F5 Collaborating with Microsoft on Network Virtualization Gateway
- By Kurt Mackie
- September 25, 2012
Microsoft Hyper-V partner F5 Networks on Monday announced a forthcoming network virtualization product designed to move virtual machines (VMs) from traditional datacenters to those based on Windows Server 2012, while preserving management controls.
The "Microsoft Network Virtualization" gateway product was built in collaboration with Microsoft. The gateway will be part of F5's BIG-IP application delivery controller suite of products. It will also be available as a Virtual Edition to be run right off Microsoft's Hyper-V hypervisor. The gateway is specifically designed to work with Service Pack 1 of Windows Server 2012 Hyper-V and System Center 2012, whenever those service packs are released.
Microsoft hasn't yet indicated when the SP1 releases will be available, but F5 is planning to ship its Network Virtualization gateway in the first quarter of 2013.
The gateway is a new solution for F5, which joined Microsoft's Hyper-V partner program as part of its collaboration efforts, according to Calvin Rowland, vice president of technology and ISV alliances at F5.
"These collaborative efforts are the result of F5 fulfilling an earnest request from Microsoft to produce this solution as they prepare to be successful in the marketplace with their SDN [software defined networking] technology," Rowland said, in a phone interview. "This solution means that customers are going to be able to continue to take advantage of all the BIG-IP network-based optimizations they've grown to count on over these many years -- things like local and global load balancing, advanced traffic steering, access control, application security, acceleration, etc."
He added that a big distinction for F5's Network Virtualization gateway product will be the ability of customers to move virtual machines from non-Microsoft-technology datacenters to those using Windows Server 2012 Hyper-V.
With F5's Network Virtualization gateway, the IP address for an application or service gets abstracted from its location space on particular hardware, and that allows application portability across multitenant datacenters, explained Jeff Bellamy, F5's director of Microsoft alliances. It also allows two applications or services with the same IP address to be ported into the same datacenter without conflict.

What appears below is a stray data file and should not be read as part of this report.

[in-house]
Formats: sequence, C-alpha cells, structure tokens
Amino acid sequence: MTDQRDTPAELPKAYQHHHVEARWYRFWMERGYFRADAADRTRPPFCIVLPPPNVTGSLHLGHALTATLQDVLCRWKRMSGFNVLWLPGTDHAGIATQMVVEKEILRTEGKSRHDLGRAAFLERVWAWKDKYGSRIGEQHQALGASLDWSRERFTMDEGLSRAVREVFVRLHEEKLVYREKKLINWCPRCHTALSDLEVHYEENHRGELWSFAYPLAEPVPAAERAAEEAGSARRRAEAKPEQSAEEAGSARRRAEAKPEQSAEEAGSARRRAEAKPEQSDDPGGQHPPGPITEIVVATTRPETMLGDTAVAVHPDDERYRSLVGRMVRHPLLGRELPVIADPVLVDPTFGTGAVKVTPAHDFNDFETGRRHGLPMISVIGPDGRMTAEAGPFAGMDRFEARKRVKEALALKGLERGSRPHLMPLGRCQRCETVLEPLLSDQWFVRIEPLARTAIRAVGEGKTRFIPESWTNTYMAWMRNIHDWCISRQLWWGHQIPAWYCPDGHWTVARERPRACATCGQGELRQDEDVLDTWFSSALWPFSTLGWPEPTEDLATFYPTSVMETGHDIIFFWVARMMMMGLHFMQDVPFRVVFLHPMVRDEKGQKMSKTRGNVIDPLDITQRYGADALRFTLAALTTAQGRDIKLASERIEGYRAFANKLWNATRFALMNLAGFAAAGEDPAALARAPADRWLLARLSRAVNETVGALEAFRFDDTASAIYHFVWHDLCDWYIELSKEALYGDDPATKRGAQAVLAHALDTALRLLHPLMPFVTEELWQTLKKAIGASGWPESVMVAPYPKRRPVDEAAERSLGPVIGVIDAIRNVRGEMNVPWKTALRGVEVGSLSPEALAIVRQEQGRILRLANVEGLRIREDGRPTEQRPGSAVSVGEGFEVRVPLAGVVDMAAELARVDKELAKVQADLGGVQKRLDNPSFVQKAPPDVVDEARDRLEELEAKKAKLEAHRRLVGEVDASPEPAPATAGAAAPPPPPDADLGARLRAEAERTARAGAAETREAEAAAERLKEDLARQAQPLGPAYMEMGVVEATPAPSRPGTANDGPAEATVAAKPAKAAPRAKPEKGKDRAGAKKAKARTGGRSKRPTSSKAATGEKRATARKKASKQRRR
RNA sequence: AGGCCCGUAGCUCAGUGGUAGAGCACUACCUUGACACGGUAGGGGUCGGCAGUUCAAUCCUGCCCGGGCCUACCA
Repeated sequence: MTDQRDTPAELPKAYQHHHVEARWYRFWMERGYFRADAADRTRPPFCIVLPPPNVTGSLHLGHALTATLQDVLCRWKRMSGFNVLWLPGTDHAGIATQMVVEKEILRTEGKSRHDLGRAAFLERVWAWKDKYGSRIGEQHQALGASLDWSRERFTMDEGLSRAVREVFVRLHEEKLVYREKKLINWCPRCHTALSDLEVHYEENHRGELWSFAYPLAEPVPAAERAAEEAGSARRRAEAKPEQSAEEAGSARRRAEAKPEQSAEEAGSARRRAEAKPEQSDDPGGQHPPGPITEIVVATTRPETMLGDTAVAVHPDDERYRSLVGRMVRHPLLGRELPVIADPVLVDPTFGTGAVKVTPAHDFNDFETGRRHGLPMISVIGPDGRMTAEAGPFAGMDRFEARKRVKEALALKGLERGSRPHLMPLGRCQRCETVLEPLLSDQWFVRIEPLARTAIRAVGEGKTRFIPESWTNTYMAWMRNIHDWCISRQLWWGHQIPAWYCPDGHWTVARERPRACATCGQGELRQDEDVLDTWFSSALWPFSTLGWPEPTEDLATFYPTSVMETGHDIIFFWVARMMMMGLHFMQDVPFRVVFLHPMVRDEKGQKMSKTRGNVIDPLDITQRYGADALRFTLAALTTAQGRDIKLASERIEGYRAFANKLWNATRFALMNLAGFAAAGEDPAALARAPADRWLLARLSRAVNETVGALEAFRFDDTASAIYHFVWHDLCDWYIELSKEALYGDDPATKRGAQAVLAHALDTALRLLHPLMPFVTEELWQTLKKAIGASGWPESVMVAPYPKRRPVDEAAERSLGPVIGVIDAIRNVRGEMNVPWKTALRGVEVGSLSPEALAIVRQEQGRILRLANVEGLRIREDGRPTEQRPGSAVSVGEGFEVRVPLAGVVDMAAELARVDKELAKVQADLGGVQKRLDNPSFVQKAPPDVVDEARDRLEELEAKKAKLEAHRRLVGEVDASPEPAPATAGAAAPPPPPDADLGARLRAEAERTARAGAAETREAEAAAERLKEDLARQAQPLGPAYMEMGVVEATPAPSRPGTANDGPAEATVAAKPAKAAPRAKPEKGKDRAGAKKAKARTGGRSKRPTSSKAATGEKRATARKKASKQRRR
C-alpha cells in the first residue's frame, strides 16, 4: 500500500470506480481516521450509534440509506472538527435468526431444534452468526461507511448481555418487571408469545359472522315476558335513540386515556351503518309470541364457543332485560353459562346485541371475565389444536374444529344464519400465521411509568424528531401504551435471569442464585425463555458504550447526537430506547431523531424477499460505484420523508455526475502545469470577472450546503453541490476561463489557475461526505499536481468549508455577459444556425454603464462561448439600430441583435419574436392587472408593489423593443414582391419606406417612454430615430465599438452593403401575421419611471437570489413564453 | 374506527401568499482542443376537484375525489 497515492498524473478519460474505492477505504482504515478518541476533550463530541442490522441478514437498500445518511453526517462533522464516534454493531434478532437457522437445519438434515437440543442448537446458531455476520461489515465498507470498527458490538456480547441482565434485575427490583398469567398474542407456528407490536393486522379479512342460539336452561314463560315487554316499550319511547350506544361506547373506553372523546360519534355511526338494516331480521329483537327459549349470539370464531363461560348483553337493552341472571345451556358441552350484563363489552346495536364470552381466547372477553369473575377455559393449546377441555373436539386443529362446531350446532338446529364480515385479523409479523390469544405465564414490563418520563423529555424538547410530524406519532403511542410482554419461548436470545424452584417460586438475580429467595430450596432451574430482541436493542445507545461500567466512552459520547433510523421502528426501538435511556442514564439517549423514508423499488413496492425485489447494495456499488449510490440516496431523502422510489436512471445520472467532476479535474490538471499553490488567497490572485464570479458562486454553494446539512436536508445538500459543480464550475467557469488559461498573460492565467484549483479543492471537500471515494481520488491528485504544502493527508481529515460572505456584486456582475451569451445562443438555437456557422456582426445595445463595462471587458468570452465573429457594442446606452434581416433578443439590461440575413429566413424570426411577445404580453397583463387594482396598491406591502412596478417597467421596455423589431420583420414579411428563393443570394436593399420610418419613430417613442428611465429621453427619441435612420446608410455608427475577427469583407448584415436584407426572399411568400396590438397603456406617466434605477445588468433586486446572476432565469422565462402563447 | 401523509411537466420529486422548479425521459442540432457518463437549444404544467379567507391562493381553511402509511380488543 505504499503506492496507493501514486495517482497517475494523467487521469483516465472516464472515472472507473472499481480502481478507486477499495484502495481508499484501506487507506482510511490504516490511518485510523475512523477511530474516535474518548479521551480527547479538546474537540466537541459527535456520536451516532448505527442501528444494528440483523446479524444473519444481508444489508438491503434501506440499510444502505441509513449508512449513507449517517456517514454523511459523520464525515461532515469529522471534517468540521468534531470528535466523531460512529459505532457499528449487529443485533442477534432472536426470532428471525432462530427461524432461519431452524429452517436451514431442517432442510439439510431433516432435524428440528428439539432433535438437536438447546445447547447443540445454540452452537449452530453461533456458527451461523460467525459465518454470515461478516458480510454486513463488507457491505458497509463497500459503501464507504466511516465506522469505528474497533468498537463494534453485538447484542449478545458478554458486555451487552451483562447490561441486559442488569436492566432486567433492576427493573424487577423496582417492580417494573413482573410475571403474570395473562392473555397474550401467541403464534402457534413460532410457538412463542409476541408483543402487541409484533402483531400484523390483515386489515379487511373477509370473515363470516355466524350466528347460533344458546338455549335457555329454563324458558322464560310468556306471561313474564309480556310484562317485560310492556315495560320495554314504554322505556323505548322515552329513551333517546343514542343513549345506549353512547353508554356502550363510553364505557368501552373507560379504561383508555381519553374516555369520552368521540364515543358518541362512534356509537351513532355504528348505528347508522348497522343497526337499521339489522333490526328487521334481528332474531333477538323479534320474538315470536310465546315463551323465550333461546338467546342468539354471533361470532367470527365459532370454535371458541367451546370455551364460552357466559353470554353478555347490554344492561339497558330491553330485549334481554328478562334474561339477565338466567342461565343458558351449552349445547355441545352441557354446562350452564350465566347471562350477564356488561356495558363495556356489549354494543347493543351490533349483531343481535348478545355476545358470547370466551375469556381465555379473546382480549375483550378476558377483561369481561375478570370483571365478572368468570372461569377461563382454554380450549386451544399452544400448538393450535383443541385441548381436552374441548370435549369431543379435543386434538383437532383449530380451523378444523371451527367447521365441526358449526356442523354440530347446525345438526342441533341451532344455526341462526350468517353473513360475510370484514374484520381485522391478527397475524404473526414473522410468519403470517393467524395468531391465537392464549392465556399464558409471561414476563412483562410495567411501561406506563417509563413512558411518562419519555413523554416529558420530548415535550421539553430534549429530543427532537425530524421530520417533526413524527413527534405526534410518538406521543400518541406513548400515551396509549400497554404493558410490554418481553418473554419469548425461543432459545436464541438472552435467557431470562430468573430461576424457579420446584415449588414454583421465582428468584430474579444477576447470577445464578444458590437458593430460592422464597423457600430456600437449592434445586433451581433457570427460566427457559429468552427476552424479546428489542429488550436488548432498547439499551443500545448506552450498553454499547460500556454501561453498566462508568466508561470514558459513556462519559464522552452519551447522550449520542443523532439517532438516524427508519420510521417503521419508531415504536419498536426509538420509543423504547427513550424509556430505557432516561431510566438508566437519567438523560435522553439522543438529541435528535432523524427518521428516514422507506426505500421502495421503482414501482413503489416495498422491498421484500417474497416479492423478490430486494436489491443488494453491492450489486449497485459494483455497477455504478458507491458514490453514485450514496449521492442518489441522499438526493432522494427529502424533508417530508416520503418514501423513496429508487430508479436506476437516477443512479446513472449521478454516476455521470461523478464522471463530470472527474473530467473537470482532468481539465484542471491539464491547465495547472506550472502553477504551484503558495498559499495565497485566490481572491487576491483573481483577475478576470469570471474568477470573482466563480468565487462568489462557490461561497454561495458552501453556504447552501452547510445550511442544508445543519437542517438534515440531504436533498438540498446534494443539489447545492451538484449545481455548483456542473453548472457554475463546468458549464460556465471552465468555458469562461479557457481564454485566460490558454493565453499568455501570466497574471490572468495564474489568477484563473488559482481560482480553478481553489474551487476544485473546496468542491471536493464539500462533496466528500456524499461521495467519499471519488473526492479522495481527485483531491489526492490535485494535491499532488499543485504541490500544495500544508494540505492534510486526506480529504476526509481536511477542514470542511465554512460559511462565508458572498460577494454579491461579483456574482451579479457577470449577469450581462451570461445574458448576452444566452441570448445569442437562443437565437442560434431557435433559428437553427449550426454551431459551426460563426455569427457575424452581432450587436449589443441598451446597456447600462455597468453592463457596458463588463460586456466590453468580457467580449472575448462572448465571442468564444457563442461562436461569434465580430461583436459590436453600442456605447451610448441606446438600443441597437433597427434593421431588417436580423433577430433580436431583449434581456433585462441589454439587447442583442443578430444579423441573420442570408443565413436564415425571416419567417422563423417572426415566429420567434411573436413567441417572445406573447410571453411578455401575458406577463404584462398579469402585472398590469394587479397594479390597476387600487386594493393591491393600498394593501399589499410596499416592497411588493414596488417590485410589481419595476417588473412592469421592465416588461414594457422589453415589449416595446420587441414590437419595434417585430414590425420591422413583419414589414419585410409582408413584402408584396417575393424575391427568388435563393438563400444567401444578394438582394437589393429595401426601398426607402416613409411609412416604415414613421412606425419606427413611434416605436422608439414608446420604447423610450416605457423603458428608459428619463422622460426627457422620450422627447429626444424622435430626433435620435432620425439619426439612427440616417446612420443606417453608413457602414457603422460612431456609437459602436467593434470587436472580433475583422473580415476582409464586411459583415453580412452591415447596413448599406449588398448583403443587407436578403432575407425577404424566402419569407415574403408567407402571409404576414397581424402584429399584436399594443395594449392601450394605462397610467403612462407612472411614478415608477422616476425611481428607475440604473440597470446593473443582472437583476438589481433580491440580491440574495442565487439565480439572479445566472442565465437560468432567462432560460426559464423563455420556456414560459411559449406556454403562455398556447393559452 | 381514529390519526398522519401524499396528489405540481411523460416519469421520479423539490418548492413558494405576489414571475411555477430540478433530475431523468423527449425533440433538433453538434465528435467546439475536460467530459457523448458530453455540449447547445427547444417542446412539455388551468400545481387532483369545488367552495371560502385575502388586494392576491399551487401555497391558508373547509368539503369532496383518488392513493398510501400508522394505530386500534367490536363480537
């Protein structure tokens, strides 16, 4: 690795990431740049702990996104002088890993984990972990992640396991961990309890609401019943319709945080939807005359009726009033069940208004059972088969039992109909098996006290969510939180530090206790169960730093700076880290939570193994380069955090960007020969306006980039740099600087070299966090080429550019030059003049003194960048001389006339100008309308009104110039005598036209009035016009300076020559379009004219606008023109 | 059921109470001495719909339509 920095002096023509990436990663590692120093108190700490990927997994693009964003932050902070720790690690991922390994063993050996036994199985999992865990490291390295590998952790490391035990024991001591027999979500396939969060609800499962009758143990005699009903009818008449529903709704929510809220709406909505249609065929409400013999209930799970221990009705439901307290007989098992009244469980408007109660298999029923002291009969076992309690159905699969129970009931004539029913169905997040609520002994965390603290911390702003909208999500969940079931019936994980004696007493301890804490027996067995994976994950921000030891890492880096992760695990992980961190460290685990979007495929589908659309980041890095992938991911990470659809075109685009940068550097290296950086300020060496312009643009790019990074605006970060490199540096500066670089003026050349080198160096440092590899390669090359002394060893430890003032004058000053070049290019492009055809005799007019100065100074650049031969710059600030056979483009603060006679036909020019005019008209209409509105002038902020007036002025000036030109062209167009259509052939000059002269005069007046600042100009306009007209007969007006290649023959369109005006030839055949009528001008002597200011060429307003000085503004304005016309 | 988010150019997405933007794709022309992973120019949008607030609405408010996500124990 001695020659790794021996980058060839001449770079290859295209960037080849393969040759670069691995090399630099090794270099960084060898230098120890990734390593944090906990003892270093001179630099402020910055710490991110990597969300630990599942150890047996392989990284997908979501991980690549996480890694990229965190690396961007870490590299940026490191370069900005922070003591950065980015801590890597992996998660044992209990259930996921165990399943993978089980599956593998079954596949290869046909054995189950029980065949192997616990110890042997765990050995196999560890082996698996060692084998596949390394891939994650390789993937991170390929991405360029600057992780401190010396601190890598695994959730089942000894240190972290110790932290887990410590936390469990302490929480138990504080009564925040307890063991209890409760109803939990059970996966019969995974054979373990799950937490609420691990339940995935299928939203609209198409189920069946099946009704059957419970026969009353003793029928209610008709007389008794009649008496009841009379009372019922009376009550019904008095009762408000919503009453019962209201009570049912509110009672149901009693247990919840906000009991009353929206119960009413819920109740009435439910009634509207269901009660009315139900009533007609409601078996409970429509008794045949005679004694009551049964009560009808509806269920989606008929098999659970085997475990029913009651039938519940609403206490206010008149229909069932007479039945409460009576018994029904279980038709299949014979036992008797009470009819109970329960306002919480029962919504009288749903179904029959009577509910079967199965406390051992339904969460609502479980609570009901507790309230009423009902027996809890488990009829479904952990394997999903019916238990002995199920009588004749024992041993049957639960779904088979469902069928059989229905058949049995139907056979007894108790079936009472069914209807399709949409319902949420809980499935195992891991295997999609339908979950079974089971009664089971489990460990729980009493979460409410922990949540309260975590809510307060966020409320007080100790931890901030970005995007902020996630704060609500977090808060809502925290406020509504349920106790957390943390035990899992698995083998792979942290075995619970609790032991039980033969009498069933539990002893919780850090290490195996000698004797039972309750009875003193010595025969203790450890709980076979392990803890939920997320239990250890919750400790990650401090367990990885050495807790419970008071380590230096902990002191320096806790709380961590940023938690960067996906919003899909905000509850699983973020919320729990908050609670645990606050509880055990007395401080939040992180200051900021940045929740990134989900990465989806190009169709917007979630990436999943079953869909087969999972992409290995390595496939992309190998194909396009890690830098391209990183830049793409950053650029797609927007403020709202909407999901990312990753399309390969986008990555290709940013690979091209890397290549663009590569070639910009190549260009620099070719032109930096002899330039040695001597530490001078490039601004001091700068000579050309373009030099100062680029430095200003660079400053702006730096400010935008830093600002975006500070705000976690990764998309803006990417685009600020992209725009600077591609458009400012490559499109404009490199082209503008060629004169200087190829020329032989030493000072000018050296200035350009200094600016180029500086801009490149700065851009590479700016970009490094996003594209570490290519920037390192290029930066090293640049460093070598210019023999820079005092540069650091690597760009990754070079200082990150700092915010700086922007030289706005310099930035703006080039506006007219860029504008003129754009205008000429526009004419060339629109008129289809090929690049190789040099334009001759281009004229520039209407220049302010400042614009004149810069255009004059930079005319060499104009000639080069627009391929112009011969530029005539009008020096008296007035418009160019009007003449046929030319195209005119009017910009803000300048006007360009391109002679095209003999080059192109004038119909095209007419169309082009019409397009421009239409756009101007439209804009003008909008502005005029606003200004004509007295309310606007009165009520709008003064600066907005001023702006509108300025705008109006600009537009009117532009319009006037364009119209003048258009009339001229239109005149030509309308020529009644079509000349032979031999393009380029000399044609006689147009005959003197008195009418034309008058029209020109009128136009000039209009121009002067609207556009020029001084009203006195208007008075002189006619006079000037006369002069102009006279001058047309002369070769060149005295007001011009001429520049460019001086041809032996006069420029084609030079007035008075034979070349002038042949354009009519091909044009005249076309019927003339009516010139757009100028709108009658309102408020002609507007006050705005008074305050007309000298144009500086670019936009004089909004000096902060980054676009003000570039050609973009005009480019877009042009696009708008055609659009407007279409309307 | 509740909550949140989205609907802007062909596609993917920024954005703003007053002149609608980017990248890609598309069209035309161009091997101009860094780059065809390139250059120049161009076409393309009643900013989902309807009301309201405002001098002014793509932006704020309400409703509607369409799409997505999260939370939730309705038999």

The gateway eliminates manual work that might otherwise be required to move virtual machines, according to Rowland.
"The biggest problem that network virtualization solves is, today, the location of IP addresses are tied to a specific geographic boundary," Rowland said. "And so I couldn't move a virtual machine from my datacenter in Los Angeles to a datacenter in Tokyo without having to manually re-IP and reroute the old network to the new location of the virtual machine that I was moving. So, by using network virtualization, that location is abstracted away from the IP address and now I can actually move that virtual machine over to the new datacenters…[and] that is one of the key benefits of network virtualization."
The Microsoft Network Virtualization gateway works with the F5 BIG-IP Local Traffic Manager Virtual Edition and it interacts with Microsoft System Center 2012 Virtual Machine Manager. It's designed for use with multitenant environments, such as datacenters, but it also works with private clouds if the services are offered in a multitenant fashion, Bellamy explained.
Licensing and pricing isn't available yet. In addition to collaborating with Microsoft on this Network Virtualization gateway product, F5 is working with VMware on similar initiatives.
Kurt Mackie is senior news producer for the 1105 Enterprise Computing Group.